Finally, like the husbandman who does not receive the servants of the Householder, we know that we often ignore the call of the Lord, or even the call of our own conscience, to come to Church, to offer our prayers, to forgive our brother, to follow the commandments, or to love God.

In this way, we reject not only the servants of God, but God Himself. And yet, in our failures there is hope, because there is always repentance. If we feel the shame of our sins and our failures, then we have the hope that in the Lord there is forgiveness and love.  And if we cling to that hope, that forgiveness and that love, then our hearts will be opened to receive the light of Christ, the light of the Resurrection, the Light of the Kingdom.

Today the hymns of the Church remind us that we are passing from one feast to another, from palms and branches to the solemn celebration of the Lord’s Passion.  Today’s celebration of the Triumphant entrance of our Lord into Jerusalem, together with yesterday’s prefiguration of the universal resurrection through the miraculous raising of Lazarus from the dead, offer us a fitting doorway to pass from the struggles of Great Lent to the mystery of the Passion of Christ.

Whether we have made good progress or whether we have not even begun, all of us must humble ourselves and trust that our meager efforts have been acceptable to God. and learn from the example of the Master Himself, the One who suffers for us [to] heal our passions by His Passion; for willingly He undergoes in our human nature His life-giving sufferings, that we may be saved.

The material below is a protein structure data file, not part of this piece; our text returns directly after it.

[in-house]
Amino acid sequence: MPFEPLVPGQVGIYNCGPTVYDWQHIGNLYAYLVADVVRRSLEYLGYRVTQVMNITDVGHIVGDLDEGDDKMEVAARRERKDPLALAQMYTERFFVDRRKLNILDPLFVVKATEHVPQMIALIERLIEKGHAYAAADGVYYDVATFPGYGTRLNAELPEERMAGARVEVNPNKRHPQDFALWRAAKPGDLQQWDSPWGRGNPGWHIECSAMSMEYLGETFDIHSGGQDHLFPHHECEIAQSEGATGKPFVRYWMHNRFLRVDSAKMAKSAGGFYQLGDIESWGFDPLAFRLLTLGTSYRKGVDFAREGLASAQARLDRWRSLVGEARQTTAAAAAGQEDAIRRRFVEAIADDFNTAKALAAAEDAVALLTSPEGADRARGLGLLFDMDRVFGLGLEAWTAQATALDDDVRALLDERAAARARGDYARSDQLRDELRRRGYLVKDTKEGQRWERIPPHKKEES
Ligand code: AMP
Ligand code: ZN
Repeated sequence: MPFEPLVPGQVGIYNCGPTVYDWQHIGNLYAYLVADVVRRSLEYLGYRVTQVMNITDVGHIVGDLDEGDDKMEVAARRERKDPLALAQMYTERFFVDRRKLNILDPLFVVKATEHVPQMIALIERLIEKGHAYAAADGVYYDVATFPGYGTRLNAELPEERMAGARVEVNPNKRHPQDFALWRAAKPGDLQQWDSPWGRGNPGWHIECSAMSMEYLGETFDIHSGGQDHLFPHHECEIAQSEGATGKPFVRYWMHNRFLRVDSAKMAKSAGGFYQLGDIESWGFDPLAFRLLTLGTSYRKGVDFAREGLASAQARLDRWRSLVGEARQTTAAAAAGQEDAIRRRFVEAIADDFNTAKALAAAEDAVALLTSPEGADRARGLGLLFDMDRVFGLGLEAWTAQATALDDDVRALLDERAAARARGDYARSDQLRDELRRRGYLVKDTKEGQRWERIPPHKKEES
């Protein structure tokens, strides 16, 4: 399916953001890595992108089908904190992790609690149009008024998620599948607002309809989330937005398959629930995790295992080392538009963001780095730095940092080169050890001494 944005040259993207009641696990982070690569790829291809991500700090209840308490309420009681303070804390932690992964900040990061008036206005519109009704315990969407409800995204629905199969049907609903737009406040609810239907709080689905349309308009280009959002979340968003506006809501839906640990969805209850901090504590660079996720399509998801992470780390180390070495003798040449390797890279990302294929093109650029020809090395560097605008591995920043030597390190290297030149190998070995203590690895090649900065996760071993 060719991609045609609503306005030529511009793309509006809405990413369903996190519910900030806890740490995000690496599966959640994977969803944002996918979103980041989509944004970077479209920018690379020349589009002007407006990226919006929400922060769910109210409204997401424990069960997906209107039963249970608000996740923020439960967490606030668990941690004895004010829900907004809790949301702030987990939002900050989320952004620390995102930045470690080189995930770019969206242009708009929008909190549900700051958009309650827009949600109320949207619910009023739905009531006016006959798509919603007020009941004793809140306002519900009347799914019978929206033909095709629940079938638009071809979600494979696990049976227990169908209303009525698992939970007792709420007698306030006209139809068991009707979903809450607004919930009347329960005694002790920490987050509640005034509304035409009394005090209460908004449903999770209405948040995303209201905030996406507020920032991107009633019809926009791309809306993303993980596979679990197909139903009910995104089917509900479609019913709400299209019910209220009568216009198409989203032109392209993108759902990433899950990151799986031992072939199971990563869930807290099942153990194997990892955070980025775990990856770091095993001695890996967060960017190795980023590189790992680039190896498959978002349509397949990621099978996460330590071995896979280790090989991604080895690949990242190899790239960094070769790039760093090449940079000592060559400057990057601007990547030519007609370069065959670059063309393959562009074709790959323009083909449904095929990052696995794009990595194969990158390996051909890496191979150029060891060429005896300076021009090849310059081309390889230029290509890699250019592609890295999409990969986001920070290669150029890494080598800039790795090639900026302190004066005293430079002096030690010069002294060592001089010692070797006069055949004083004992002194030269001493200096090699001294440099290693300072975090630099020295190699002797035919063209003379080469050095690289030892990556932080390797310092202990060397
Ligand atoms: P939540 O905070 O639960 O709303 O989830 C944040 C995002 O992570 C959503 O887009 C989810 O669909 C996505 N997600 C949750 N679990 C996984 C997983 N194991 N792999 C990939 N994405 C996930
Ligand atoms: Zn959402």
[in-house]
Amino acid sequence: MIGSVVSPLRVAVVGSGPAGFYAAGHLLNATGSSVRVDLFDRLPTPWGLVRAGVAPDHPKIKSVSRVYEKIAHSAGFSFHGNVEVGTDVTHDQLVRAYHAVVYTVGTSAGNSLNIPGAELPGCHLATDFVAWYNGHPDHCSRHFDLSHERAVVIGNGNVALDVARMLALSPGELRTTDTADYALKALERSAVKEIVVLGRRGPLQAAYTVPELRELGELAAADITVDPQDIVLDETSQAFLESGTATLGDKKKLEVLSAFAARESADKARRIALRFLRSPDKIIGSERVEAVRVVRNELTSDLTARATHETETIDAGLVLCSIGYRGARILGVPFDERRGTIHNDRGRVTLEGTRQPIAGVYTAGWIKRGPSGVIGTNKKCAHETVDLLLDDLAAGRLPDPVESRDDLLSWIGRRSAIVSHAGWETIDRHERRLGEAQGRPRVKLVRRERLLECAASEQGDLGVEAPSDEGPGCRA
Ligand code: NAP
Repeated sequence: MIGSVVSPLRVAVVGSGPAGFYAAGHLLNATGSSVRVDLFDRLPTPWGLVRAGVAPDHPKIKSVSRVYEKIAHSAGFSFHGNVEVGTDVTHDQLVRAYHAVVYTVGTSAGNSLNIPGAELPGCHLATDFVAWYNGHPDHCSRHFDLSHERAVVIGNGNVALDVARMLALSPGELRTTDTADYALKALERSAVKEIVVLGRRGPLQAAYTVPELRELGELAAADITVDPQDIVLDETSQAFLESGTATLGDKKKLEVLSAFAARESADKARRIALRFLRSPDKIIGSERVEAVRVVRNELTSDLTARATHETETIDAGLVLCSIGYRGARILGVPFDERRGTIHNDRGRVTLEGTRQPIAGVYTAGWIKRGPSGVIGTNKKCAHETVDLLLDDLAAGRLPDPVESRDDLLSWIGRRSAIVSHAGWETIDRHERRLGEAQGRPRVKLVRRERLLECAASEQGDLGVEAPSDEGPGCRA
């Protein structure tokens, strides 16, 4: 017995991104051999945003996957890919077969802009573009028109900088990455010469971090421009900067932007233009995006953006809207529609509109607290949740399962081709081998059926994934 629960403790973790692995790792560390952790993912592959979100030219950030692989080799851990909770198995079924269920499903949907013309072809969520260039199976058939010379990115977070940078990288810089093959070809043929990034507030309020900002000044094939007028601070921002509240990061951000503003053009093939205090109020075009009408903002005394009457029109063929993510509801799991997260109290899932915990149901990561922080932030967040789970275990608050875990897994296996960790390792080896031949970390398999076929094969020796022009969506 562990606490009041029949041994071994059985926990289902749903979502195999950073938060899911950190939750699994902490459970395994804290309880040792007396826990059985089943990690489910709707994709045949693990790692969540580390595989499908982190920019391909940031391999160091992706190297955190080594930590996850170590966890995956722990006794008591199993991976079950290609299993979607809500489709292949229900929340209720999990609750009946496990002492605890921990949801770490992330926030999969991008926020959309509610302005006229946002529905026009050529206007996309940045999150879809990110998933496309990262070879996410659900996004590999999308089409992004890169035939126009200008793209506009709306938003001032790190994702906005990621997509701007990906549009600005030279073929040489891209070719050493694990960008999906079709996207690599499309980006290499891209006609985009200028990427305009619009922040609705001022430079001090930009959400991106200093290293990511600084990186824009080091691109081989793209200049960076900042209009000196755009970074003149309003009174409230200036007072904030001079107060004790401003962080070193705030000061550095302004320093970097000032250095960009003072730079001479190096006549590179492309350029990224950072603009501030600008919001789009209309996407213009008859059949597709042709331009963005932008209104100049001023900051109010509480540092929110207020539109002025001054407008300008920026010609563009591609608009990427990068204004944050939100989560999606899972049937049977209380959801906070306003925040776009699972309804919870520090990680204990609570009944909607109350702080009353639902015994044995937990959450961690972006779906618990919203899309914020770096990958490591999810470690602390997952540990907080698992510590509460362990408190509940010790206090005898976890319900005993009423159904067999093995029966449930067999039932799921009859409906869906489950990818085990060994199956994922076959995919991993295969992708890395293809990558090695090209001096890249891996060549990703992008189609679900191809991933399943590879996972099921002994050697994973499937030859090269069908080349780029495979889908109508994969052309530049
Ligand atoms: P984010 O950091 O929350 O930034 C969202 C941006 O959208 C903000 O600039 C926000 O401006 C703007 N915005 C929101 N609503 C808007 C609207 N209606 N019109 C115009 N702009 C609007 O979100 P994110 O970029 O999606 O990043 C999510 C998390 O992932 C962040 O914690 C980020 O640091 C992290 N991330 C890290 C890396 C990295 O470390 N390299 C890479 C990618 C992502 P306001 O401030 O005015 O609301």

As the hymns of this Church remind us, this entire week is a feast, a feast that is filled with light. Even as Christ undergoes the Passion, to be questioned and beaten and to be nailed to the Cross, He radiates the Light of His Divinity and reminds us that there is no darkness that came overcome Him. And even as we make haste to follow Him on this path, we can partake of that same light by His Grace, as we reflect on the divine instructions that are offered to us in the beautiful and meaningful hymns of the Church and in the readings from Holy Scripture which have been chosen with great wisdom by the Church to be read during these days.

So may we be inspired and guided by this wisdom and reflect upon the words of today’s Gospel reading: By contemplating the barren fig tree, let us be humbled by our barrenness in virtue and be mindful of the judgement seat of Christ; by meditating on the actions of the two sons, let us remember that it is not enough to have good intentions, rather we must act upon those good intentions, even if we act at the eleventh hour. And in reflecting on the householder who sent his son to collect the fruit of his vineyard, let us remember Christ, for He Himself has now come to take us on His shoulders, to bring to perfection our feeble efforts and to lead to salvation,

In this, let us make our own the words of the hymns of the Church: Cleaving to the Lord as He makes haste to suffer all things, let us prepare ourselves for spitting, mockery and disgrace, that, remaining faithful to Him in His holy Passion, we may be glorified with Him, both now and forever, and unto the ages of ages. Amen.

Watch a video of the sermon on the OCA web site and Facebook page.